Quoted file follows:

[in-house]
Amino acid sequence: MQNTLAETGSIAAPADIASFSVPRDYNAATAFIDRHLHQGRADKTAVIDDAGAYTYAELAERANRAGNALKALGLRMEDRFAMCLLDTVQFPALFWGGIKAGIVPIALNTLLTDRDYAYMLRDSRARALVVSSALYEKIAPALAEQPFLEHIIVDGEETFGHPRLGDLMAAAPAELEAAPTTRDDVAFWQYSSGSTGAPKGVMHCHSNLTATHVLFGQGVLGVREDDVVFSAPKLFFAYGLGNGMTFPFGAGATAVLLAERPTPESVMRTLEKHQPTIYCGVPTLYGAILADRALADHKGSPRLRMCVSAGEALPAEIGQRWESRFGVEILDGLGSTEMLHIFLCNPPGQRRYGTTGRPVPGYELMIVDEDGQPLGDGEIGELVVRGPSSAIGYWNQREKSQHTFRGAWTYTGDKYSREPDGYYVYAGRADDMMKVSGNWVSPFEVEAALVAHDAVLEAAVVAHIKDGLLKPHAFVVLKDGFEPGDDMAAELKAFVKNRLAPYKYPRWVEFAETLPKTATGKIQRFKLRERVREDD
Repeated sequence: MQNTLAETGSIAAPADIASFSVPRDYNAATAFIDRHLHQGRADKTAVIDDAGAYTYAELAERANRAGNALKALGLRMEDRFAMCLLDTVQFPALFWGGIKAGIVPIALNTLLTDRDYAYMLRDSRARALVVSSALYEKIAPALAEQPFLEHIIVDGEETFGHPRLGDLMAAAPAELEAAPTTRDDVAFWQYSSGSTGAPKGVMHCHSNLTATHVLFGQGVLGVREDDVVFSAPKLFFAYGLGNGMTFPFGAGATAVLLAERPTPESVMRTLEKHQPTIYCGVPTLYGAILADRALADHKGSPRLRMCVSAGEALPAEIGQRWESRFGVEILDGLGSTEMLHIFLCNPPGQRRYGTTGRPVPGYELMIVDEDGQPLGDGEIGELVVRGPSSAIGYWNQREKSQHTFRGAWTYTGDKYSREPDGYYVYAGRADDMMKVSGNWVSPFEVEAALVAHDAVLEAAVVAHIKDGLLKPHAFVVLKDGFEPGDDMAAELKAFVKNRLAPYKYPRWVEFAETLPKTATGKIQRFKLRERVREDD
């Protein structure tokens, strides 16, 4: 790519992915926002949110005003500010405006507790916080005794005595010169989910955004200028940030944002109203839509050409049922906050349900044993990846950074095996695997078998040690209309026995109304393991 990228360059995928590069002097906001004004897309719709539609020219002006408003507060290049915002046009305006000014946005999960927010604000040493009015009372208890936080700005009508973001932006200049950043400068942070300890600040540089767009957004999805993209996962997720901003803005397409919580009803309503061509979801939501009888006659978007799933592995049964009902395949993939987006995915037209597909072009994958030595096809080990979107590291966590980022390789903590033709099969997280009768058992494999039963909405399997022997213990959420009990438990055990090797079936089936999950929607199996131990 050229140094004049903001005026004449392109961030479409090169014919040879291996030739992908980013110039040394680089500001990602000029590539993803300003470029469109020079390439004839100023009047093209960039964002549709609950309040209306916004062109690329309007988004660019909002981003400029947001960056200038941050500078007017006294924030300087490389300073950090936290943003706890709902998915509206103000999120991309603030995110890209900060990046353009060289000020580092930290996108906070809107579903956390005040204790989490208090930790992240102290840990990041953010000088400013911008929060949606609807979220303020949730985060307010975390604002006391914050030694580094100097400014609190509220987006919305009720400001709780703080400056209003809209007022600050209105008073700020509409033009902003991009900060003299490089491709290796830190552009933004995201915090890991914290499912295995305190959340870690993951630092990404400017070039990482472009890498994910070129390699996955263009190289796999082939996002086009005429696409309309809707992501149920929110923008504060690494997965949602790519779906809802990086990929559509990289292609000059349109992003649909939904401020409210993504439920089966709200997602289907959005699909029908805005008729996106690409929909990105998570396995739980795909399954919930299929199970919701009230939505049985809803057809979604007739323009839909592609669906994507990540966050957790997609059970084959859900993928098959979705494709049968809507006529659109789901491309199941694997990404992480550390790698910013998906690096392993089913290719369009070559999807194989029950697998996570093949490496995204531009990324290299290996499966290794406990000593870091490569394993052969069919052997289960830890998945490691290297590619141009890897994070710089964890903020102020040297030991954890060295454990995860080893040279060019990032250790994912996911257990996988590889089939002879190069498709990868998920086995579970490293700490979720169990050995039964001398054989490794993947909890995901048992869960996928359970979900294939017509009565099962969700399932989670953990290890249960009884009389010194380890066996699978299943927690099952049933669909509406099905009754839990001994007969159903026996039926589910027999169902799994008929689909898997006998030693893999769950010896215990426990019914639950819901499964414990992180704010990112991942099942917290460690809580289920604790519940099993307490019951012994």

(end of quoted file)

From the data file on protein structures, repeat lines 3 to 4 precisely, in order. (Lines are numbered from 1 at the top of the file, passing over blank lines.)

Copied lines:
Repeated sequence: MQNTLAETGSIAAPADIASFSVPRDYNAATAFIDRHLHQGRADKTAVIDDAGAYTYAELAERANRAGNALKALGLRMEDRFAMCLLDTVQFPALFWGGIKAGIVPIALNTLLTDRDYAYMLRDSRARALVVSSALYEKIAPALAEQPFLEHIIVDGEETFGHPRLGDLMAAAPAELEAAPTTRDDVAFWQYSSGSTGAPKGVMHCHSNLTATHVLFGQGVLGVREDDVVFSAPKLFFAYGLGNGMTFPFGAGATAVLLAERPTPESVMRTLEKHQPTIYCGVPTLYGAILADRALADHKGSPRLRMCVSAGEALPAEIGQRWESRFGVEILDGLGSTEMLHIFLCNPPGQRRYGTTGRPVPGYELMIVDEDGQPLGDGEIGELVVRGPSSAIGYWNQREKSQHTFRGAWTYTGDKYSREPDGYYVYAGRADDMMKVSGNWVSPFEVEAALVAHDAVLEAAVVAHIKDGLLKPHAFVVLKDGFEPGDDMAAELKAFVKNRLAPYKYPRWVEFAETLPKTATGKIQRFKLRERVREDD
């Protein structure tokens, strides 16, 4: 790519992915926002949110005003500010405006507790916080005794005595010169989910955004200028940030944002109203839509050409049922906050349900044993990846950074095996695997078998040690209309026995109304393991 990228360059995928590069002097906001004004897309719709539609020219002006408003507060290049915002046009305006000014946005999960927010604000040493009015009372208890936080700005009508973001932006200049950043400068942070300890600040540089767009957004999805993209996962997720901003803005397409919580009803309503061509979801939501009888006659978007799933592995049964009902395949993939987006995915037209597909072009994958030595096809080990979107590291966590980022390789903590033709099969997280009768058992494999039963909405399997022997213990959420009990438990055990090797079936089936999950929607199996131990 050229140094004049903001005026004449392109961030479409090169014919040879291996030739992908980013110039040394680089500001990602000029590539993803300003470029469109020079390439004839100023009047093209960039964002549709609950309040209306916004062109690329309007988004660019909002981003400029947001960056200038941050500078007017006294924030300087490389300073950090936290943003706890709902998915509206103000999120991309603030995110890209900060990046353009060289000020580092930290996108906070809107579903956390005040204790989490208090930790992240102290840990990041953010000088400013911008929060949606609807979220303020949730985060307010975390604002006391914050030694580094100097400014609190509220987006919305009720400001709780703080400056209003809209007022600050209105008073700020509409033009902003991009900060003299490089491709290796830190552009933004995201915090890991914290499912295995305190959340870690993951630092990404400017070039990482472009890498994910070129390699996955263009190289796999082939996002086009005429696409309309809707992501149920929110923008504060690494997965949602790519779906809802990086990929559509990289292609000059349109992003649909939904401020409210993504439920089966709200997602289907959005699909029908805005008729996106690409929909990105998570396995739980795909399954919930299929199970919701009230939505049985809803057809979604007739323009839909592609669906994507990540966050957790997609059970084959859900993928098959979705494709049968809507006529659109789901491309199941694997990404992480550390790698910013998906690096392993089913290719369009070559999807194989029950697998996570093949490496995204531009990324290299290996499966290794406990000593870091490569394993052969069919052997289960830890998945490691290297590619141009890897994070710089964890903020102020040297030991954890060295454990995860080893040279060019990032250790994912996911257990996988590889089939002879190069498709990868998920086995579970490293700490979720169990050995039964001398054989490794993947909890995901048992869960996928359970979900294939017509009565099962969700399932989670953990290890249960009884009389010194380890066996699978299943927690099952049933669909509406099905009754839990001994007969159903026996039926589910027999169902799994008929689909898997006998030693893999769950010896215990426990019914639950819901499964414990992180704010990112991942099942917290460690809580289920604790519940099993307490019951012994």